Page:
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Interview: Joel McIver (Record Collector magazine)


Record Collector magazine is the leading authority on all things collectable in music, as well as having comprehensive reviews and interviews on all spheres of music. Joel is a metal nut and current Production Editor (ie the engine room!) of the magazine. Thanks to Batttttty for passing on the questions to Joel.

How did you become involved in the music business?

I was a freelance reviewer from 1996-1999, when I joined the staff at Record Collector magazine, where I am now the Production Editor. I wrote my first book in 2000 and am now writing my sixth -- see

Who have you enjoyed interviewing most and who was a complete nightmare(and why)?

Good interviewees who have something to offer and take time to answer your questions intelligently include Lemmy, Gary Numan, Steps (believe it or not), Tom Araya of Slayer, Roger Glover and Ian Gillan of Deep Purple, Slash and most of the metallers. Lazy, rude or couldn't-be-bothered people I have manfully tried to interview include Jon Bon Jovi, Roland Orzabal of Tears For Fears and a few others. Sometimes a bit of animosity can give an interview a certain edge though -- when I interviewed Boy George, for instance, we both took the piss out of each other constantly and the results were excellent.

What has been the highlight of your career in journalism and rock music?

Getting e-mails from readers of my books on whom my writing has made an impact.

You are a big Slayer & death metal fan. What would you recommend to a fan wanting to start listening to bands like these?

This music is not for everyone, but I recommend listening to classic 80s thrash metal by Metallica, Anthrax, Megadeth and Slayer and if you like that stuff, moving on to death metal bands such as Morbid Angel, Deicide, At The Gates and Death. Also try the heavier end of nu-metal -- Slipknot for example. Ultimately this music is just rock taken to an extreme, so if you have a good grounding in classic rock there's no reason why you can't get into metal too.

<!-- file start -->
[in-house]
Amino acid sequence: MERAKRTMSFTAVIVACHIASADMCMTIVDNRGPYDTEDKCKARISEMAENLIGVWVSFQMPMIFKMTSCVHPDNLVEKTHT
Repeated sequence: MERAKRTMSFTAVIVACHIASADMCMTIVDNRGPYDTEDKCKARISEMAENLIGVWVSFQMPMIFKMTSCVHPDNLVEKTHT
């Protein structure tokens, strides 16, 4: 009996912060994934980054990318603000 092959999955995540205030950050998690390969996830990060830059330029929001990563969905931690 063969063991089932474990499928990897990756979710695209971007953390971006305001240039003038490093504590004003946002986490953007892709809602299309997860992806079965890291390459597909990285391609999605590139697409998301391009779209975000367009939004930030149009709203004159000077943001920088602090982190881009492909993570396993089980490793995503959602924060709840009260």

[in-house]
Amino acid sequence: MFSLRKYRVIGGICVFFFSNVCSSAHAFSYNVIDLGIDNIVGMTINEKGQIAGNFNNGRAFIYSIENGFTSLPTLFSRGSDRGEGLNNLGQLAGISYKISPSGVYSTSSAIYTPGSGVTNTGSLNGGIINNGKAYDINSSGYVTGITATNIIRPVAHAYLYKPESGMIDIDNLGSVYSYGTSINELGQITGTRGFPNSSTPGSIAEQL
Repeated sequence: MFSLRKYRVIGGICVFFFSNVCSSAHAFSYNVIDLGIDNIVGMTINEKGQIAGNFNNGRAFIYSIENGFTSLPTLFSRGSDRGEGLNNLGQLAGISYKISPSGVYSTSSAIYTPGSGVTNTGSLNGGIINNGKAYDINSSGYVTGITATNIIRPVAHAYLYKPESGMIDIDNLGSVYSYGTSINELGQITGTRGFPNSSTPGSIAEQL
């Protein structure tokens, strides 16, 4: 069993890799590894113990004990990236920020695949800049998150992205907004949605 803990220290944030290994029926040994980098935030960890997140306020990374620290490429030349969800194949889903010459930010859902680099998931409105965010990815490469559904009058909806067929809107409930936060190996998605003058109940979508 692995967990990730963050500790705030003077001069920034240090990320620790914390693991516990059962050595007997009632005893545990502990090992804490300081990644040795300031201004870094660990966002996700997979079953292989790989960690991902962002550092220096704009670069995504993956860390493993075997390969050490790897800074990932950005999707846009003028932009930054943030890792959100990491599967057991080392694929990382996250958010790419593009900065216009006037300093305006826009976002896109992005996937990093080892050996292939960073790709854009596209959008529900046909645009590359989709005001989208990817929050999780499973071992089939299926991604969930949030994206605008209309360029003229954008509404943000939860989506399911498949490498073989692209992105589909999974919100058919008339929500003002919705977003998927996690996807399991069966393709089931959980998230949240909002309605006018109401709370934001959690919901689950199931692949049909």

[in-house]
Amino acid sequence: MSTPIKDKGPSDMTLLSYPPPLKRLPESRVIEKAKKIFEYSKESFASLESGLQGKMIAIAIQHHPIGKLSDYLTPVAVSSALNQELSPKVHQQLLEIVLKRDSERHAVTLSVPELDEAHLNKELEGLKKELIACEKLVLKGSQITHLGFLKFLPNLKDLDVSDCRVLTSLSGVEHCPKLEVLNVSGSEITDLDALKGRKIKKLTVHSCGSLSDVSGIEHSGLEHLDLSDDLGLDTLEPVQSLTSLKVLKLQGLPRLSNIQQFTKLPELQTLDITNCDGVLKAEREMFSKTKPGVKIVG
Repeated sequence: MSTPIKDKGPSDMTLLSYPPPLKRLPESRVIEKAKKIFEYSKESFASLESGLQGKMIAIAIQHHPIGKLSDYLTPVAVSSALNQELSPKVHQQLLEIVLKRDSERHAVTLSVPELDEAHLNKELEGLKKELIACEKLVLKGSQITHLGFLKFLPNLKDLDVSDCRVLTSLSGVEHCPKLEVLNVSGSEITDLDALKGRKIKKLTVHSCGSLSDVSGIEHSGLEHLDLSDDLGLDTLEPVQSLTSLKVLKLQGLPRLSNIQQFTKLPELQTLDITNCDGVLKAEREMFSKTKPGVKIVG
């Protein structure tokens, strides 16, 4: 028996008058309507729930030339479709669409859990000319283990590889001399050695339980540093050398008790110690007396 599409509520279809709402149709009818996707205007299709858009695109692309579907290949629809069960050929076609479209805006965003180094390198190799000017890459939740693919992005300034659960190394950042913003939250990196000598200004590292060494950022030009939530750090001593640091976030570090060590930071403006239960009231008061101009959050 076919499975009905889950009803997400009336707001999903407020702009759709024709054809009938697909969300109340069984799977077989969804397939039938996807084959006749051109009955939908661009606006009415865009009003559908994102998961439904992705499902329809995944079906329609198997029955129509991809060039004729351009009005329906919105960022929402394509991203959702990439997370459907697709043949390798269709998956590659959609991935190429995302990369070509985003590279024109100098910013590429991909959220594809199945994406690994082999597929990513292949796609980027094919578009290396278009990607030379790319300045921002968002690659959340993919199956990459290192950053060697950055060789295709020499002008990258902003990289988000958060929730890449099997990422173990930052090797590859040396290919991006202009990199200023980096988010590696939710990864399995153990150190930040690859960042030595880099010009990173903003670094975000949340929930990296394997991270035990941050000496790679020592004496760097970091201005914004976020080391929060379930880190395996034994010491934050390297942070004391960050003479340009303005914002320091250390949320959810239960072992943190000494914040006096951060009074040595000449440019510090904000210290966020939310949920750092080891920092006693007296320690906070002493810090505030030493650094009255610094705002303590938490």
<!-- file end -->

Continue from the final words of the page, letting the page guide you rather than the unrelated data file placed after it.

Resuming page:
What has been your most embarassing moment?

There have been a few instances where I've got my facts wrong -- e.g. I asked Dave Mustaine of Megadeth if it was true that producer Bob Rock had caught him shooting up in the studio. It turned out that the two men had never met, it was Desmond Child I was thinking of, not Rock, and Mustaine was clearly annoyed. But these things aren't too embarrassing -- you admit your mistake and move on. Admitting that I listen to a lot of cheesy pop is more embarrassing than that.

Anyone you would love to meet/interview but you haven't as yet?

Oh yes -- Prince, James Hetfield of Metallica, the Gallaghers, McCartney, lots of others. There are also a lot of actors, directors, authors and politicians who I would love to interview.

How do you view the current UK rock scene?

Healthy, if you've got an open mind. However, it can be a bit annoying when Britney Spears etc attempt to woo the rock audience, who then fall for it. If you're a pop artist, admit it and be proud of it, but don't try to be something you're not.

Any rock'n'roll tales to tell?

None I'm afraid -- the most daring I've been is to piss off a few musicians by telling them exactly what I think of their new album. Mike Oldfield comes to mind.

Who are your musical heroes and why?

Metallica for bringing thrash metal to the masses (although they fell from grace with the black album), the Beatles, Hendrix and Prince for obvious reasons. I'm also a bass guitar nerd so I worship a few players like Flea, Jaco Pastorius and John Entwistle.

Any bright hopes for the future (bands/labels/venues)?

I usually can't predict which new bands will be successful so I won't try, and there are too many likely-looking labels. But I will say that the future of UK music lies, as it always has, with the indie scene -- it's full of snobs and luvvies but you can't argue with the quality of the music.


Interview © 2002 Jason Ritchie

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